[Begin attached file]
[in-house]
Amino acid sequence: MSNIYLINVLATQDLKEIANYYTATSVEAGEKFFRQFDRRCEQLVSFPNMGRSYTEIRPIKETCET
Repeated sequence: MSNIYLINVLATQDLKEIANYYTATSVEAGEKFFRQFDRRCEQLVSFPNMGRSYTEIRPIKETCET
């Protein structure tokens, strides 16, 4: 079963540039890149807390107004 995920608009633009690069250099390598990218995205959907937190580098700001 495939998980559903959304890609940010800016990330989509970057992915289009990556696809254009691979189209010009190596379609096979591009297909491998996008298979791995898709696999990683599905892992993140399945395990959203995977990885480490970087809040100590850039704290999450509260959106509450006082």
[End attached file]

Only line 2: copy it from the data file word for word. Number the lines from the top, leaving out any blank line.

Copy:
Amino acid sequence: MSNIYLINVLATQDLKEIANYYTATSVEAGEKFFRQFDRRCEQLVSFPNMGRSYTEIRPIKETCET